Compared with the detailed affidavits in Blatz and Demgen, the general statements in Maudsley’s affidavit are not sufficient to satisfy the strict standard for expert affidavits. The primary purpose of an expert affidavit is to illustrate “how” and “why” the alleged malpractice caused the injury. Teffeteller,645 N.W.2d at 429 n.4. Such detail was particularly important here, where Pederson claimed that early treatment does not typically affect the poor prognosis associated with this virulent infection. The conclusory statements that generally earlier treatment results in better outcomes and that every hour counts fail to outline specific details explaining how and why Pederson’s 15- to 17-hour delay in treatment caused Maudsley’s blindness. As the district court correctly noted, a delay in diagnosis is not enough; if it were, expert testimony on causation would not be necessary. See, e.g., Leubner v. Sterner,493 N.W.2d 119, 122 (Minn. 1992) (holding that something more than conclusion that delay in diagnosis “invariably results in a more serious prognosis” is needed to make out a prima facie case). Therefore, we conclude that the district court did not abuse its discretion by dismissing the case.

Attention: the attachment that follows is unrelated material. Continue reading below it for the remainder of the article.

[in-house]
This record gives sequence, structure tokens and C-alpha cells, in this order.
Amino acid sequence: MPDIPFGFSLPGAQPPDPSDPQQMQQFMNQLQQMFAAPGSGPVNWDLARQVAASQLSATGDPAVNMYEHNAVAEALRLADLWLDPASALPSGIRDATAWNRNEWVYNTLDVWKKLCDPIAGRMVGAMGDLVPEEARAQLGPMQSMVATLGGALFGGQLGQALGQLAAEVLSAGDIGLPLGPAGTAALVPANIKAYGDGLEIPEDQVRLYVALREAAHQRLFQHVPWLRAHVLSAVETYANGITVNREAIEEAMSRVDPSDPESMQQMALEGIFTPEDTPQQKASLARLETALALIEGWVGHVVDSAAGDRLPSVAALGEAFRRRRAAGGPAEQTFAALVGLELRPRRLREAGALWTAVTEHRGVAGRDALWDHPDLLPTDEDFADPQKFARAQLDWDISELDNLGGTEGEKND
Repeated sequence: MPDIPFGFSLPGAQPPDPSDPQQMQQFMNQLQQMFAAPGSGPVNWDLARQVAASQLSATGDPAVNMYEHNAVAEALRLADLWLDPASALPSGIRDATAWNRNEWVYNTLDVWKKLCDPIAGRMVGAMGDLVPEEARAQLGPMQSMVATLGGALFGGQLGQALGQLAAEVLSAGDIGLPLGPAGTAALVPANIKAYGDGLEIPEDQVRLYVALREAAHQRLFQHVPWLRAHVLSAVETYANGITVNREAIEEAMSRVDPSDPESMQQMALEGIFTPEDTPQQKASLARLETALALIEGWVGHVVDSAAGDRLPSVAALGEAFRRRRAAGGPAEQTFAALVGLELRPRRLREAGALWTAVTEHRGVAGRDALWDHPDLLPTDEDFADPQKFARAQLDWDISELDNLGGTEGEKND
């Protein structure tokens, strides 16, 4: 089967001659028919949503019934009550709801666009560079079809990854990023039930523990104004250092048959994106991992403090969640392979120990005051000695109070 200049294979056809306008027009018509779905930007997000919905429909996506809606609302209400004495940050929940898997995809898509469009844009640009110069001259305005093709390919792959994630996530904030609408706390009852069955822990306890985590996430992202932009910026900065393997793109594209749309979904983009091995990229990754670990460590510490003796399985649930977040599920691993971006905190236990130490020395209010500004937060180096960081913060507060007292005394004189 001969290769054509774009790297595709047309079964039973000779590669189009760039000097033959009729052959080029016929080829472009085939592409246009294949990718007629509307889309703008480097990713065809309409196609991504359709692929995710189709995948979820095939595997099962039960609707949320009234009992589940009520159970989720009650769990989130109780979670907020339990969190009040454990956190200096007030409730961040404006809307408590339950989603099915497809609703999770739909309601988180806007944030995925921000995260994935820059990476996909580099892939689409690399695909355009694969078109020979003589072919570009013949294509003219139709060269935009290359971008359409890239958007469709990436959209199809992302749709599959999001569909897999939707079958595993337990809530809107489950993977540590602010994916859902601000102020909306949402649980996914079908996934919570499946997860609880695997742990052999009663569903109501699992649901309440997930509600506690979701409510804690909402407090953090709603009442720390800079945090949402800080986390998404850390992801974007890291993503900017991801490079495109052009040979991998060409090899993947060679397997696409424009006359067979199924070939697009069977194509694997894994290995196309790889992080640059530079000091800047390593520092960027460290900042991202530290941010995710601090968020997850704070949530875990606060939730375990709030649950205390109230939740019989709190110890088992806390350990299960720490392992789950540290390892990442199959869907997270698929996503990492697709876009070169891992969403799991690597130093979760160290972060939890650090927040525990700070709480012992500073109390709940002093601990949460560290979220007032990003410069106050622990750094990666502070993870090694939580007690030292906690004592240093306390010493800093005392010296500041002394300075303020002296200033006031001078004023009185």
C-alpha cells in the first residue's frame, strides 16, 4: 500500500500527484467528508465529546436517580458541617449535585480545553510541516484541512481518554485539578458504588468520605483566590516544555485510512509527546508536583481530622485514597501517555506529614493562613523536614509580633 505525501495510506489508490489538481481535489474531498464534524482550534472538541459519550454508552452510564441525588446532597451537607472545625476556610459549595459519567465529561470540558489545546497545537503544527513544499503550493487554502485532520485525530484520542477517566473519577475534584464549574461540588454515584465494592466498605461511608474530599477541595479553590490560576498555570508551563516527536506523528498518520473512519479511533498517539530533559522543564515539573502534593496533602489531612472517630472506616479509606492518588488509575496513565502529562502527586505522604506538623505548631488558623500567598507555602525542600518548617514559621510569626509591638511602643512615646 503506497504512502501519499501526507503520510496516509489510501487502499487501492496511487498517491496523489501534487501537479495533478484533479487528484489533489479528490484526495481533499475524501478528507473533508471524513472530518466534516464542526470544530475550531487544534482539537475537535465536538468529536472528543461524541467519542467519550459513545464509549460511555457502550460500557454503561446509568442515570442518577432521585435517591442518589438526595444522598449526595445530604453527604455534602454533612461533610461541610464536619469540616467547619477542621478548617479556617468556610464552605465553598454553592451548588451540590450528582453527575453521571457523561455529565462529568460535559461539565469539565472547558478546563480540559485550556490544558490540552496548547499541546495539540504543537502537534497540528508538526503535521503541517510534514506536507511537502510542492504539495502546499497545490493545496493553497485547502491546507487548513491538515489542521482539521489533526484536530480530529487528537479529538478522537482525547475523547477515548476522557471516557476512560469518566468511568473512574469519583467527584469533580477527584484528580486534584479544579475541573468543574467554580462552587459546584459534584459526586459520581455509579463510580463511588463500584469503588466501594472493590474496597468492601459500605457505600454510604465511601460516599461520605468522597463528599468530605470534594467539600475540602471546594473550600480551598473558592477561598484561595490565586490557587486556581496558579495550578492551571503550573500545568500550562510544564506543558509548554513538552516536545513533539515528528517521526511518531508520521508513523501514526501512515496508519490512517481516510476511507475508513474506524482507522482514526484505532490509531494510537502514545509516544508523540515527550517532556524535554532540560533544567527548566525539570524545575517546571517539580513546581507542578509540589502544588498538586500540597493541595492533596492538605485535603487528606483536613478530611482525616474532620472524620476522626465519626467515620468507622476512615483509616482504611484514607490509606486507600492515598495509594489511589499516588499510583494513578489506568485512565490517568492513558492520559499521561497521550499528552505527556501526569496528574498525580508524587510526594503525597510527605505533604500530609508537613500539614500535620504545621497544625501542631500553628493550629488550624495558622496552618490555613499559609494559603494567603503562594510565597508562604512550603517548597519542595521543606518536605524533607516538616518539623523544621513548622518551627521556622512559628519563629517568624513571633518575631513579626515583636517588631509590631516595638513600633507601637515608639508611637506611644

Because our analysis of this issue is dispositive, we do not reach whether the district court erred by excluding Maudsley’s expert under Minn. R. Evid. 702.
We affirm the district court’s decision to dismiss Maudsley’s case and conclude that the district court did not err by hearing Pederson’s motion to dismiss under Minn. Stat. § 145.682. Further, because Maudsley’s expert affidavit failed to set forth a detailed chain of causation explaining how and why Pederson’s delay in treatment resulted in Maudsley’s loss of vision, the district court did not abuse its discretion by dismissing Maudsley’s case with prejudice. We encourage parties to bring motions to dismiss early in the proceedings so that these cases may be resolved expeditiously.
 On May 23, 2002, Minn. Stat. § 145.682, subd. 6, was amended and now gives a plaintiff 45 days to amend an allegedly defective affidavit in order to avoid mandatory dismissal.